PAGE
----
She tightened her hold on his arm,unwilling to make light of the situation. “I will share with you what I believe helps you use magic better. But when the three days have lapsed, I do not wish to simply be told about the book. I wish to amend it with you.”

He started, turning his head in her direction at the boldness of her request. He did not say no, but he did not say yes. “This duty was passed to me to carry out.”

She did not falter, did not let him tear his gaze away. “Your grandfather did not say you had to carry it alone, did he? You are apt to neglect it. I think he would not like that.”

He had known when she first arrived at the estate and discovered the book that it awed her. He knew this feeling came from her belief that fate twisted itself up in stories. She found his attitude towards his grandfather’s book to be cavalier and disrespectful.

He saw the challenge in her eyes. “He did not,” he admitted. “But why do you insist on this now?”

She did not hold back — for she was now his wife, his helpmate and his equal. Selva gazed at the dancing flames in the fireplace. “I do not think it was his intent to simply have a nice book to read. I think there’s something to be said about truth in that Book of Tales. At the very least, to have another true story in that book would increase its value to our children. And to have something to help them understand us would be a gift that only we could give.”

Her statement was remarkably sentimental but wise. He knew he agreed but masochistically teased her. “And what if I said that I preferred to amend it alone?”

She tossed her hair over her shoulder. She was not fooled. “I think I shall start writing my own story. I shall write a tale about a messy wolf whose food was always burnt and clothes remained unmended.”

“Hmph.” He smirked. “I suppose this messy wolf also would suffer from having books thrown at him. Or be locked out of his own room?”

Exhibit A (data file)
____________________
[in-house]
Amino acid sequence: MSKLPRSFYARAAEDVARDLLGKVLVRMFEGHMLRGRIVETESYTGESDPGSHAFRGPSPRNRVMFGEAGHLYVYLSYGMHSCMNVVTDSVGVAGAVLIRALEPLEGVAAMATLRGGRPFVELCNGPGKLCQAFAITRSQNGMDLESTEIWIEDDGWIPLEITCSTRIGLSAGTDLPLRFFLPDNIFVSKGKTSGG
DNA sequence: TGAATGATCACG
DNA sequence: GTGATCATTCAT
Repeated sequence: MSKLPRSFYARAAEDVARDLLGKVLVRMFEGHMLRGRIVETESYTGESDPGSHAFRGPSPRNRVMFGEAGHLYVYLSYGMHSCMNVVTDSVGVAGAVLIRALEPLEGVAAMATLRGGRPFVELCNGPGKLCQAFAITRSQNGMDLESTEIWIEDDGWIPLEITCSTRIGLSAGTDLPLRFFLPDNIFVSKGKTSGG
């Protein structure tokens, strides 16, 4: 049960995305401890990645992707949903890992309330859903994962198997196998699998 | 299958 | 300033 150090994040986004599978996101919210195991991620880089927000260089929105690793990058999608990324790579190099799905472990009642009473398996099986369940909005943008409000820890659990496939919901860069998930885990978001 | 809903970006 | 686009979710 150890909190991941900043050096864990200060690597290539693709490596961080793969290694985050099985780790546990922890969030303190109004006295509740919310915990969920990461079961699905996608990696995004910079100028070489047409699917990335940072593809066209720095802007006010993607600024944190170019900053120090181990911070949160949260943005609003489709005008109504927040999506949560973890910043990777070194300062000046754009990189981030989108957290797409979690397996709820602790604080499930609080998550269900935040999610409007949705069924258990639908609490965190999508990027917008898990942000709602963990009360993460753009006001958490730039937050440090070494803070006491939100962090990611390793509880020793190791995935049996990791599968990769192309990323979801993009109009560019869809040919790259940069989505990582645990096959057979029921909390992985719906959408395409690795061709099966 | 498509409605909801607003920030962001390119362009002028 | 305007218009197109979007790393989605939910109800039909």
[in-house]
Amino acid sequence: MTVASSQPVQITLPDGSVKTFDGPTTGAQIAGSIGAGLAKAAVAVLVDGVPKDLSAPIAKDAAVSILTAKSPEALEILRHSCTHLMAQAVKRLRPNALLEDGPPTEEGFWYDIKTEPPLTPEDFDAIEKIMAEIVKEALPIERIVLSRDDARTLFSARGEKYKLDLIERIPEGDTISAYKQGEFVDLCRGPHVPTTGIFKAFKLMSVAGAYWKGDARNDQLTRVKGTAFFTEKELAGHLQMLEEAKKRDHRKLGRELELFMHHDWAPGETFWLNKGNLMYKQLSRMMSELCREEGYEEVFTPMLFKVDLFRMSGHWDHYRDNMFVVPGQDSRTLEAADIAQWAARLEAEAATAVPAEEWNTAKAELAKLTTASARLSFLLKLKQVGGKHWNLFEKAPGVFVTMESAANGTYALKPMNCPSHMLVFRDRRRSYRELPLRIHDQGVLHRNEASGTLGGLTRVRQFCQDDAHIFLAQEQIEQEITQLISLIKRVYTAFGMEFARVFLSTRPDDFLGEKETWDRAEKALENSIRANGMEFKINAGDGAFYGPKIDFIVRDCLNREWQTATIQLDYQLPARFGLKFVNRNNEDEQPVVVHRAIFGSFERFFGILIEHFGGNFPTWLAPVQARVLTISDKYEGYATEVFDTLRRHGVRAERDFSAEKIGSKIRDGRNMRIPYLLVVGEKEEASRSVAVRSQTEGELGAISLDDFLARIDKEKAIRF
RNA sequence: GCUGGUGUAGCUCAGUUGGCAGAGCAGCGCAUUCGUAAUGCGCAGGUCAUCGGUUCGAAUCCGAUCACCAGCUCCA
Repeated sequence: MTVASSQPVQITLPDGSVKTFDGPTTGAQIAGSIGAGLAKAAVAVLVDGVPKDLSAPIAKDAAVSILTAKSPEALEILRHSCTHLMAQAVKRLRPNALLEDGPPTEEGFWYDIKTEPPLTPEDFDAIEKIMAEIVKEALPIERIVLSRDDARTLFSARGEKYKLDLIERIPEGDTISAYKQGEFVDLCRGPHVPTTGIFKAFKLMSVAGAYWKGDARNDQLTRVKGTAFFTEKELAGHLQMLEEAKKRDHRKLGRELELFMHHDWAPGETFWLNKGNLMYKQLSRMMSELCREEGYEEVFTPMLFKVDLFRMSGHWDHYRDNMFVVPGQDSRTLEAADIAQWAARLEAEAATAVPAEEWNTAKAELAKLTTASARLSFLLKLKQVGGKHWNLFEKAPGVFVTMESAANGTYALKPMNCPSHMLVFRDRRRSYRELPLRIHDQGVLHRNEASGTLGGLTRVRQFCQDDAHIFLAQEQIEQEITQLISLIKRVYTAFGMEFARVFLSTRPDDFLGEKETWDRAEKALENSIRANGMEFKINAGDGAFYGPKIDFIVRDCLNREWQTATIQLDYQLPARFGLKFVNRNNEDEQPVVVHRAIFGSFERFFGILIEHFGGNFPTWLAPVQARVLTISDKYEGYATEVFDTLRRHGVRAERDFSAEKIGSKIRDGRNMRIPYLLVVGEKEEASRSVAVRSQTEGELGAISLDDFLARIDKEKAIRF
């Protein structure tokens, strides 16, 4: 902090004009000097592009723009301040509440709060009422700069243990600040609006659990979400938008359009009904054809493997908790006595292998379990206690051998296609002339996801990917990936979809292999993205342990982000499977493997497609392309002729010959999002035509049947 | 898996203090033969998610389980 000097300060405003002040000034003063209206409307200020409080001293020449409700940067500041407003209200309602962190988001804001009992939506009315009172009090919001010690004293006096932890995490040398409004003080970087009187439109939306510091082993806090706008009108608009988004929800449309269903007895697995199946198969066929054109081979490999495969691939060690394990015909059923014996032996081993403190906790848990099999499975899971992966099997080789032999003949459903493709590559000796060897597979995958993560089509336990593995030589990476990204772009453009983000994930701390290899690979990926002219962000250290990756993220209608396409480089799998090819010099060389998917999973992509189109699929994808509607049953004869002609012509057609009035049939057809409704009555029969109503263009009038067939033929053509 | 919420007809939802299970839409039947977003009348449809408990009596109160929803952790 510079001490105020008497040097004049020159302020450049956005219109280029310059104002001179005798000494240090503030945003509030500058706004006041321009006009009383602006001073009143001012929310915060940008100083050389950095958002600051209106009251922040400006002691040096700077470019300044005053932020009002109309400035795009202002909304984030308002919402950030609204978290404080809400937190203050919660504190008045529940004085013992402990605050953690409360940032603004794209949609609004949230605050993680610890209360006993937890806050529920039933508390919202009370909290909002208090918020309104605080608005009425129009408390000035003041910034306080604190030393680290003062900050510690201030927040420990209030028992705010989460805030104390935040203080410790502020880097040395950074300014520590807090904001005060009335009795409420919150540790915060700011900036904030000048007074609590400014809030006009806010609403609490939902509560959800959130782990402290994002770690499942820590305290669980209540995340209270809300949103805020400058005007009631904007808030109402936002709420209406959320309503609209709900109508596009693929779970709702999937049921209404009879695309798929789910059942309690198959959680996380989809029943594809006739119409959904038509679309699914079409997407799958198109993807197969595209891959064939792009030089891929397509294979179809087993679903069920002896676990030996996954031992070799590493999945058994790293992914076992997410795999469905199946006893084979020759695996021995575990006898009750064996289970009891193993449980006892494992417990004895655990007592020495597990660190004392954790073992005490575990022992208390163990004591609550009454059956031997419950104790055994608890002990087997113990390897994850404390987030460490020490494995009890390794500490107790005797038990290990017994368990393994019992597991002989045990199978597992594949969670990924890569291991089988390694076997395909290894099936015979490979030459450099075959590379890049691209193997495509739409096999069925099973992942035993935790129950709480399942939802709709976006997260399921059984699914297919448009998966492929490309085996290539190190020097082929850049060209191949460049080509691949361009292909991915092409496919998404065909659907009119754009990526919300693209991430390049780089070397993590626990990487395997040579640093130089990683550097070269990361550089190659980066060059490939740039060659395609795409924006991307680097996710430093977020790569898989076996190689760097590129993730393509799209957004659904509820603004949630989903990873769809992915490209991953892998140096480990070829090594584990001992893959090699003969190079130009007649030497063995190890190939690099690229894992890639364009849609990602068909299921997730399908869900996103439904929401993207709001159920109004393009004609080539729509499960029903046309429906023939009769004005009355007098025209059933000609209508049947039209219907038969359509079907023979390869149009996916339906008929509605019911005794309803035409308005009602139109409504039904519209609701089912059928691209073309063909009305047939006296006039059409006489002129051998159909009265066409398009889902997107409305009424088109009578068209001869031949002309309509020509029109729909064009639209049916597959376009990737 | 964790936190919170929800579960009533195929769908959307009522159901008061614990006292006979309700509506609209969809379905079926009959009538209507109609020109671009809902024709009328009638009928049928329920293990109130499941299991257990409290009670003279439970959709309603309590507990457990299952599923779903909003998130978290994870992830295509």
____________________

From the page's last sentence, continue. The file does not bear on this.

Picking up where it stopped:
“Yes,” she answered with a lift of her chin.

He knew very well she was capable of punishing him in her own way if he displeased her.
“The messy wolf would prefer to sleep in his own bed.” He chuckled as he reached out to touch her cheek. “As long as we tell no one what we are doing, I will accept your conditions.”

“I do enjoy it when we both get our way,” she covered her laughter with her mouth. “But why three days? There will be many discussions to be had among the townspeople. Do you intend that we miss them?”

“There is nothing we can say to them now. ” He began to idly toy with her hair. “They have their lives they want to lead– and the dangers will be forgotten as the days grow longer. If my cousins’ accounts cannot persuade them then no one can.”

She did not look pleased by this, so he offered her a small compromise. “I will come with you should you wish to speak to them. As for the conditions I set, the three days is simply to allow the patient some time. And it will allow me time to rest.”

“Oh.” She gave him a suspicious look as his hand traveled down to the small of her back. “So who better to line your bed with than your wife.”

He frowned at her openly. “Who else would I ask? You know I am not the sort of creature who simply takes anyone to his bed.”

He enjoyed studying the red flush to her skin underneath her tall, white collar. She colored beautifully when embarrassed or indignant. 

But Selva scolded him instead for his apparent lack of knowledge. “If it is magic you intend to use then three days abed will not help.”

Wolfram leaned in and grinned, amused by her flustered state.“True. It is rather boring to lock ourselves up in my room. This place will also suffice. Do you not remember? It was here you removed my mask and here we–”

She turned her head aside. “You are trying to distract me, my lord.”

He leaned in again, his fingers running up her side. “You were so kind that day,” he whispered in her ear. “And too quick for me to stop you.”